In response to the recent attacks, two dozen Co-Op miners signed the following petition to the NLRB: “We the undersigned demand that the National Labor Relations Board, Region 27, immediately sanction C.W. Mining for ongoing harassment on the job, threats of mass firings, and physical abuse against employees involved in a union organizing effort at the Co-Op mine in Huntington, Utah in violation of the settlement agreement between C.W. Mining and the United Mine Workers of America (UMWA) signed by both parties July 2004, case number: 27-CA-18764-1.”

This petition is being circulated more widely. Speaking on behalf of the Catholic Church diocese in Salt Lake City, Rowland stated that she would start gathering signatures on the miners’ petition and would call and fax the NLRB. She added that this fight would be reported in the Intermountain Catholic News.

In the settlement agreement cited in the petition the Co-Op owners said, “We will not discharge, give oral or written warnings to, suspend, or otherwise discriminate against you because you engage in concerted activity protected by Section 7 of the Act or other activity on behalf of the United Mine Workers of America.” The law referred to here is the National Labor Relations Act.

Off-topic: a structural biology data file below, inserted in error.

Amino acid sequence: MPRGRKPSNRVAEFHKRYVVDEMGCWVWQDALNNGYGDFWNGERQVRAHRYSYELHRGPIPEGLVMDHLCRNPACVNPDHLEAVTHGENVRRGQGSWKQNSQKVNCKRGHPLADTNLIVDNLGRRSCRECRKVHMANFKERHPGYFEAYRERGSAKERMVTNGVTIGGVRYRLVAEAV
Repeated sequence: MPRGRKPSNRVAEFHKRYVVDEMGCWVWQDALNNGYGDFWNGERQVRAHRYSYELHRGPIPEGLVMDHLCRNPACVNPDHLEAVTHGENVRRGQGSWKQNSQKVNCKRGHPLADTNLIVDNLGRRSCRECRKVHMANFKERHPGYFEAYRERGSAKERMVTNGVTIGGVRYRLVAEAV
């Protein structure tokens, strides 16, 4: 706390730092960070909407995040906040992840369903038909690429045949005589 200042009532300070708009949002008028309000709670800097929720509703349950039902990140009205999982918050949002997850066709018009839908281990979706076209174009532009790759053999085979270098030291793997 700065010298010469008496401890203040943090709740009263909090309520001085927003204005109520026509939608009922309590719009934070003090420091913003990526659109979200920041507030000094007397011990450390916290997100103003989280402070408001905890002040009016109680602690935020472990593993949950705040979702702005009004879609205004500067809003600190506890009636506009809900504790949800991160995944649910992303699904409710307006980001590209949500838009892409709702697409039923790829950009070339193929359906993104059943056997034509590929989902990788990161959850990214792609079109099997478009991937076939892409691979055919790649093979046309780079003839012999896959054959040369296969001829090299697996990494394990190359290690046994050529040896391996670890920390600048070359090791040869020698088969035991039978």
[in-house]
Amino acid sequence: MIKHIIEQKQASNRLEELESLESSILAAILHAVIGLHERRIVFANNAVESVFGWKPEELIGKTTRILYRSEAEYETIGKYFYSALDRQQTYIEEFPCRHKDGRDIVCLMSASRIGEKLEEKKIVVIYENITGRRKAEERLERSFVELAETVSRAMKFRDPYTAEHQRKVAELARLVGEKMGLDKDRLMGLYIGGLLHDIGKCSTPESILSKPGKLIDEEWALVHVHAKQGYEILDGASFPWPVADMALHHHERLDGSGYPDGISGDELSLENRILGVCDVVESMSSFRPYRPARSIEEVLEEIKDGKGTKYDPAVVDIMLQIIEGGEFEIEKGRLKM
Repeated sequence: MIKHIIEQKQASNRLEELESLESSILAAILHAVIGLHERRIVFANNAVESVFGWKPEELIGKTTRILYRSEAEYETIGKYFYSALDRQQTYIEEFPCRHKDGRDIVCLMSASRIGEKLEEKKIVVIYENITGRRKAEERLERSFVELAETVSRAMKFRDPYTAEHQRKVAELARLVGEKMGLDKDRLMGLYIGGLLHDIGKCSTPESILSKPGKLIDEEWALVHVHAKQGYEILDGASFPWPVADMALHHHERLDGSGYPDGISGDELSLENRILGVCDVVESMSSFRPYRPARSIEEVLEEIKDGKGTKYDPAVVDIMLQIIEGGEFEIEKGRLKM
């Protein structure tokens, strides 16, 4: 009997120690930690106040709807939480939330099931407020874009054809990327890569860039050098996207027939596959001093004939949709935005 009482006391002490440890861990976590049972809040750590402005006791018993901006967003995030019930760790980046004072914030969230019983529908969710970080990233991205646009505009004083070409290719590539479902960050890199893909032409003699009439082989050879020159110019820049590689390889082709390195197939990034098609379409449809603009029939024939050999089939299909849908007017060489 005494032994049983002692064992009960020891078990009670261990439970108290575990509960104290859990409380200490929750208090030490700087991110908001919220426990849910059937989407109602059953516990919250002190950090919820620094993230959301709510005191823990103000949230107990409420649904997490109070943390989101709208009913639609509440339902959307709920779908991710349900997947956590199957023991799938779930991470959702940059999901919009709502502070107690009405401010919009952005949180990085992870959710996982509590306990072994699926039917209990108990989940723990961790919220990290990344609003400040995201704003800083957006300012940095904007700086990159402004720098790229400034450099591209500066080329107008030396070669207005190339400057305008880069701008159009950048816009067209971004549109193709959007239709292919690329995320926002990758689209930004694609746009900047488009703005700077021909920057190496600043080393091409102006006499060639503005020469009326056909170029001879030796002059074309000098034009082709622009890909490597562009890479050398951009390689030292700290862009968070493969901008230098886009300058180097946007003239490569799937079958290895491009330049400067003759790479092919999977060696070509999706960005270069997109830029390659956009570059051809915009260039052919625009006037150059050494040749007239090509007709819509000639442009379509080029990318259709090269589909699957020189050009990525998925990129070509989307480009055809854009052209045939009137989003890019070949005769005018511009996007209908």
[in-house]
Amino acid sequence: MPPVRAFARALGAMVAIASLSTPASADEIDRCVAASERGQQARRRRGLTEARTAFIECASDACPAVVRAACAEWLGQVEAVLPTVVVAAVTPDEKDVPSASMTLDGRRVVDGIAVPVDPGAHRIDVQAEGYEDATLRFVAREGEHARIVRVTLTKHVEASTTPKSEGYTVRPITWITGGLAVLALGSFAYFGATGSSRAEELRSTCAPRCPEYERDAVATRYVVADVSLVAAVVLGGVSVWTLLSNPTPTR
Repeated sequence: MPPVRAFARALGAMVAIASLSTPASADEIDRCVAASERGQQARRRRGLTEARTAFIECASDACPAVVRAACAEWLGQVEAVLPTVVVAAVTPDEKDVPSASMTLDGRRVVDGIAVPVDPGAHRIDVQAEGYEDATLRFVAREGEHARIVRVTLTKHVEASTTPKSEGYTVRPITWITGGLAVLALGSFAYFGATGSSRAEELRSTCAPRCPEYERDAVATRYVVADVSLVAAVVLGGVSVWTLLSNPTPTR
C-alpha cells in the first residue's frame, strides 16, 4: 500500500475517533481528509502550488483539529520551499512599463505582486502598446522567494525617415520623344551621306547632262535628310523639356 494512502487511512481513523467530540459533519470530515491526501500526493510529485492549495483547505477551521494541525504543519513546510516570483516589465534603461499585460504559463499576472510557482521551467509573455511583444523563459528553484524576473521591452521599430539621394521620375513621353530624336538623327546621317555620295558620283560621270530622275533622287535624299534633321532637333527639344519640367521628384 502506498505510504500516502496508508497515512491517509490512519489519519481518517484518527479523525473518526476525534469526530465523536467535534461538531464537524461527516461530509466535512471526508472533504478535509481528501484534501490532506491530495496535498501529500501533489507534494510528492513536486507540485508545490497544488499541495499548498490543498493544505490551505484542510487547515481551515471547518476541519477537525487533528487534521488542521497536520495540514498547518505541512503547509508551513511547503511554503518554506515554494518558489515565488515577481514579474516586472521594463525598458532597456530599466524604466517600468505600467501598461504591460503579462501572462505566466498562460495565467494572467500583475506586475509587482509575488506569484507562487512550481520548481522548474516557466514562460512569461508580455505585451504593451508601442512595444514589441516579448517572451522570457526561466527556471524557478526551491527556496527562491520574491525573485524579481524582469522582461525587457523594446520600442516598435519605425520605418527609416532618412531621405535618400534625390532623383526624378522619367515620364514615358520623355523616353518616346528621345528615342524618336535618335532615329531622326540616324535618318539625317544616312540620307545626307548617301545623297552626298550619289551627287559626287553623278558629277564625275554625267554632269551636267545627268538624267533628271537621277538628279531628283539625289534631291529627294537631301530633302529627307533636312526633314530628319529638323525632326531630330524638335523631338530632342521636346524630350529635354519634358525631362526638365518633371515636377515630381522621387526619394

Alyson Kennedy, one of the Co-Op miners, filed a police report November 22 after a supervisor shoved her. The attack took place in the foremen’s office as Kennedy and two other miners—Jesús Leyva and Bill Estrada—were speaking with another supervisor who was threatening to fire Kennedy and other workers for alleged failure to meet arbitrary production standards.